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ERIC Number: ED536293
Record Type: Non-Journal
Publication Date: 2007-Oct
Pages: 114
Abstractor: ERIC
Reference Count: 56
Evaluation of the Texas Technology Immersion Pilot: An Analysis of Second-Year (2005-06) Implementation
Shapley, Kelly; Sheehan, Daniel; Maloney, Catherine; Caranikas-Walker, Fanny; Huntsberger, Briana
Texas Center for Educational Research
The Technology Immersion Pilot (TIP), a project sponsored by the Texas Education Agency (TEA), leverages federal Title II, Part D funds to support a wireless learning environment for high-need middle schools. A concurrent research project funded by a federal Evaluating State Educational Technology Programs grant is evaluating whether student achievement improves over time as a result of exposure to technology immersion. The Texas Center for Educational Research (TCER)--a non-profit research organization in Austin--is the TEA's primary partner in this four-year endeavor that began in the 2004-05 school year and will continue through 2007-08. Technology immersion encompasses multiple components, including a laptop computer for every middle school student and teacher, wireless access throughout the campus, curricular and assessment resources, professional development and ongoing pedagogical support for curricular integration, and technical support for immersion. The overarching purpose of the study is to scientifically investigate the effectiveness of technology immersion in increasing middle school students' achievement in core academic subjects (English language arts, mathematics, science, and social studies) as measured by the Texas Assessment of Knowledge and Skills (TAKS). The study also examines relationships that exist among contextual conditions, technology immersion, intervening factors, and academic achievement. Accordingly, researchers have annually conducted site visits to treatment and control campuses in order to better understand initial conditions and changes over time. Visits to campuses in fall 2004 and spring 2005 established the comparability of treatment and control schools and documented first-year implementation. In spring 2006, follow-up site visits to each of the 22 immersion and 22 control schools focused on second-year activities (encompassing the 2005-06 school year). Researchers conducted interviews with principals, technology coordinators, and central administrators and focus groups with a sample of sixth- and seventh-grade teachers and students. In the second year, two middle schools in one district (one immersion and one control) were excluded from analyses due to disruptions of school operations caused by Hurricane Rita on the Texas Gulf coast. Thus, second-year results are for 21 immersion and 21 control schools. Data gathered at control campuses verified that the availability and use of technology had not changed substantially since the project's inception, while data gathered at immersion schools contributed to an in-depth examination of second-year implementation. This report combines qualitative data (from interviews and focus groups with selected subjects) and quantitative data (from surveys of all teachers and students) to provide a comprehensive description of second-year implementation of technology immersion. The authors measured implementation using standard-based scores defining four levels of immersion ("minimal," "partial," "substantial," and "full") and standardized implementation indices (z scores). Both types of scores produced measures for five immersion support components (Leadership, Teacher Support, Parent and Community Support, Technical Support, Professional Development) and two teacher and student immersion components (Classroom Immersion and Student Access and Use). Appended are: (1) Characteristics of Individual Campuses; (2) Site Visit Data Collection Methods; and (3) Measuring Implementation Fidelity. Individual chapters contain footnotes. (Contains 16 tables, 8 figures and 6 exhibits.) [For "Evaluation of the Texas Technology Immersion Pilot: An Analysis of Second-Year (2005-06) Implementation. Executive Summary," see ED536292.]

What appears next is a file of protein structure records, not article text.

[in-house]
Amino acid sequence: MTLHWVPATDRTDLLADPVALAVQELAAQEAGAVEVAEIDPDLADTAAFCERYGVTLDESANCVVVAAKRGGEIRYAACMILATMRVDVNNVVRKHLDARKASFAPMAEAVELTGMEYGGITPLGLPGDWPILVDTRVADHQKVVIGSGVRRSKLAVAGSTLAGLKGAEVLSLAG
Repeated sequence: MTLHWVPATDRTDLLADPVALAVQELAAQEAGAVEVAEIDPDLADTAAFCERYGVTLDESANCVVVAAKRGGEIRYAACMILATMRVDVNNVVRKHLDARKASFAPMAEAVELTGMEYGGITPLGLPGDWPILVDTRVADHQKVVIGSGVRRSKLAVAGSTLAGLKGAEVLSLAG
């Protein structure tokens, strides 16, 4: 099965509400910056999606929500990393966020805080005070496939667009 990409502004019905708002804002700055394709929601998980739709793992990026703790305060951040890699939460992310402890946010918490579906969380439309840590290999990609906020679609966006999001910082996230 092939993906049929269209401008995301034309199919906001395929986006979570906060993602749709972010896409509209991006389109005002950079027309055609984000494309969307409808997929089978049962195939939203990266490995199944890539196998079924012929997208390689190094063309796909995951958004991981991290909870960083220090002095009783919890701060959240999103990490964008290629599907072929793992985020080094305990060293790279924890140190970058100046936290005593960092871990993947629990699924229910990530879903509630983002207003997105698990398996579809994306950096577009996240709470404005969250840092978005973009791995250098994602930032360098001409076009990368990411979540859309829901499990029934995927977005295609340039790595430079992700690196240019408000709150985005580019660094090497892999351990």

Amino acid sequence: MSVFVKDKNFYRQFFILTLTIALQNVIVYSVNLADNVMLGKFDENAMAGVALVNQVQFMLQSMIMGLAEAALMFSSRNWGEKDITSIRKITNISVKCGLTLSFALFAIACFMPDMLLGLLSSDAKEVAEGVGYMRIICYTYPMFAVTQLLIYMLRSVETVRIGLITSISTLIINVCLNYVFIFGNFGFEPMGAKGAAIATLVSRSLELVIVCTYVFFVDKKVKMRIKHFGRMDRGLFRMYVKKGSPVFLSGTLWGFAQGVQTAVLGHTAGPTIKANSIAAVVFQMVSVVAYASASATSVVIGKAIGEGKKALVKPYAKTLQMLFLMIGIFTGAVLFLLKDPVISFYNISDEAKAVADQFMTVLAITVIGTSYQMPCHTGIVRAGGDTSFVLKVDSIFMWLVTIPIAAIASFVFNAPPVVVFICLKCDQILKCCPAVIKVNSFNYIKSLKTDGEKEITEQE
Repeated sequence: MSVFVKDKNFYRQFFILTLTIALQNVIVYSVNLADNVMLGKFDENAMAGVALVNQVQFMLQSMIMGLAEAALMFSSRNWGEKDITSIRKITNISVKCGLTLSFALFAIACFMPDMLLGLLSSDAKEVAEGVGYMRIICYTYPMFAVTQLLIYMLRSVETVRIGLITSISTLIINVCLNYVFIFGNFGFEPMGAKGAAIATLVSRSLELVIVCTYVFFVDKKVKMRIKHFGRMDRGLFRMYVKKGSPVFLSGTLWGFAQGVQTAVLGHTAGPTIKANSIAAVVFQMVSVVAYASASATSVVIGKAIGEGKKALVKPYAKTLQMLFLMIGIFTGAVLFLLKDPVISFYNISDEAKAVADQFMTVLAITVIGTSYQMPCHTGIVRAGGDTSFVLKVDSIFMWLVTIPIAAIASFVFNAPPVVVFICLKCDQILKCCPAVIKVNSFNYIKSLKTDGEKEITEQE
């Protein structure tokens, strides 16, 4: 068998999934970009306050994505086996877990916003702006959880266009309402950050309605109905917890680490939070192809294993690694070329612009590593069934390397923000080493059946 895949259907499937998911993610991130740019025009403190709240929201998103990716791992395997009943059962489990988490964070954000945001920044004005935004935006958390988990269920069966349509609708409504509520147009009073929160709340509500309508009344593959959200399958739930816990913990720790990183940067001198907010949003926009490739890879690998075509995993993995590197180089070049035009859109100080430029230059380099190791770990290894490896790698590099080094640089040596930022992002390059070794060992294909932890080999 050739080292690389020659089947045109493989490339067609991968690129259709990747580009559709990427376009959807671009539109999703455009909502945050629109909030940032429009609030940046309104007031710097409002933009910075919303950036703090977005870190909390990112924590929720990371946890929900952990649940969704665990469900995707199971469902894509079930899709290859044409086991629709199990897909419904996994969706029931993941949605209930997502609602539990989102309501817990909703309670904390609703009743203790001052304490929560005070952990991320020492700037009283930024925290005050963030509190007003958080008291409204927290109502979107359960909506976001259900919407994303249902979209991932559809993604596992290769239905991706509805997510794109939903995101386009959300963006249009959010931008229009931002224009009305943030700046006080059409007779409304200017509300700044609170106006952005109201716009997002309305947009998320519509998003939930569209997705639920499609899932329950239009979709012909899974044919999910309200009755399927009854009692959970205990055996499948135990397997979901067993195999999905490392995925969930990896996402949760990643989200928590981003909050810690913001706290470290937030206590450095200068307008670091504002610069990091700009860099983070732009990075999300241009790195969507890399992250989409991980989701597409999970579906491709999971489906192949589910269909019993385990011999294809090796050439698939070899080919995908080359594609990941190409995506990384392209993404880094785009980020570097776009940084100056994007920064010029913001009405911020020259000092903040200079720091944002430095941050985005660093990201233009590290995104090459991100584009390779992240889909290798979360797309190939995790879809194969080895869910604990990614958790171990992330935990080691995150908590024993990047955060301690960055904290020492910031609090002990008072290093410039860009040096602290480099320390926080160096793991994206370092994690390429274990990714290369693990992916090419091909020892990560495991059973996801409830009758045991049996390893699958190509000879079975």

Texas Center for Educational Research. P.O. Box 679002, Austin, TX 78767. Tel: 800-580-8237; Tel: 512-467-3632; Fax: 512-467-3658; e-mail:; Web site:
Publication Type: Reports - Research
Education Level: Junior High Schools; Middle Schools
Audience: N/A
Language: English
Sponsor: Department of Education (ED)
Authoring Institution: Texas Center for Educational Research (TCER)
Identifiers - Location: Texas